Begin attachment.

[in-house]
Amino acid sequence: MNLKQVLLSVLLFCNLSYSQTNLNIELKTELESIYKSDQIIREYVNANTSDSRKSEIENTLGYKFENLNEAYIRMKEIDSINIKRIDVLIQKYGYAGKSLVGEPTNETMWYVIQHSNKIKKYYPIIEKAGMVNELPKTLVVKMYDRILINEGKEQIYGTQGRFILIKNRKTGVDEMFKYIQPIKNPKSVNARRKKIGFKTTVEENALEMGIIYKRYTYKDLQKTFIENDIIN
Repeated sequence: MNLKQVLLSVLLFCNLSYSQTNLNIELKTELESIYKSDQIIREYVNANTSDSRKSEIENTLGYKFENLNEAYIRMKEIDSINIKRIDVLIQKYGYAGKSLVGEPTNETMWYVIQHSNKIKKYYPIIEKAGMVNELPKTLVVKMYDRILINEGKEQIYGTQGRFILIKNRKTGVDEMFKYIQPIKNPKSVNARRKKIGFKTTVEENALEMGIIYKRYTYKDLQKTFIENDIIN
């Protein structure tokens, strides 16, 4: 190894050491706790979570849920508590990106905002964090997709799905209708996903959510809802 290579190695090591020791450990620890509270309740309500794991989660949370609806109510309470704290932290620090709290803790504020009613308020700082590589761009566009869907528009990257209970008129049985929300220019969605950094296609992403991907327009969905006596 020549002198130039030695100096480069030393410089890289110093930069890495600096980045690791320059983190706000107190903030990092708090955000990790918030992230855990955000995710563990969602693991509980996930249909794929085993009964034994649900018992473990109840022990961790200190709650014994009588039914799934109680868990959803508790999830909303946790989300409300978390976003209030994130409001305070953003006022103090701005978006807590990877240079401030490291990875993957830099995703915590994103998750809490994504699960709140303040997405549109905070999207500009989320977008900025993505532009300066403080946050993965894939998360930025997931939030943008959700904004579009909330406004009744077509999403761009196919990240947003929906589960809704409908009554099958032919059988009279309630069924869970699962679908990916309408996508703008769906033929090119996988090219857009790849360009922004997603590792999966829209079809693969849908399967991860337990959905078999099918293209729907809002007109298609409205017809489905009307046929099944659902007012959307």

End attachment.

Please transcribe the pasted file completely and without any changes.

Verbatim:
[in-house]
Amino acid sequence: MNLKQVLLSVLLFCNLSYSQTNLNIELKTELESIYKSDQIIREYVNANTSDSRKSEIENTLGYKFENLNEAYIRMKEIDSINIKRIDVLIQKYGYAGKSLVGEPTNETMWYVIQHSNKIKKYYPIIEKAGMVNELPKTLVVKMYDRILINEGKEQIYGTQGRFILIKNRKTGVDEMFKYIQPIKNPKSVNARRKKIGFKTTVEENALEMGIIYKRYTYKDLQKTFIENDIIN
Repeated sequence: MNLKQVLLSVLLFCNLSYSQTNLNIELKTELESIYKSDQIIREYVNANTSDSRKSEIENTLGYKFENLNEAYIRMKEIDSINIKRIDVLIQKYGYAGKSLVGEPTNETMWYVIQHSNKIKKYYPIIEKAGMVNELPKTLVVKMYDRILINEGKEQIYGTQGRFILIKNRKTGVDEMFKYIQPIKNPKSVNARRKKIGFKTTVEENALEMGIIYKRYTYKDLQKTFIENDIIN
């Protein structure tokens, strides 16, 4: 190894050491706790979570849920508590990106905002964090997709799905209708996903959510809802 290579190695090591020791450990620890509270309740309500794991989660949370609806109510309470704290932290620090709290803790504020009613308020700082590589761009566009869907528009990257209970008129049985929300220019969605950094296609992403991907327009969905006596 020549002198130039030695100096480069030393410089890289110093930069890495600096980045690791320059983190706000107190903030990092708090955000990790918030992230855990955000995710563990969602693991509980996930249909794929085993009964034994649900018992473990109840022990961790200190709650014994009588039914799934109680868990959803508790999830909303946790989300409300978390976003209030994130409001305070953003006022103090701005978006807590990877240079401030490291990875993957830099995703915590994103998750809490994504699960709140303040997405549109905070999207500009989320977008900025993505532009300066403080946050993965894939998360930025997931939030943008959700904004579009909330406004009744077509999403761009196919990240947003929906589960809704409908009554099958032919059988009279309630069924869970699962679908990916309408996508703008769906033929090119996988090219857009790849360009922004997603590792999966829209079809693969849908399967991860337990959905078999099918293209729907809002007109298609409205017809489905009307046929099944659902007012959307």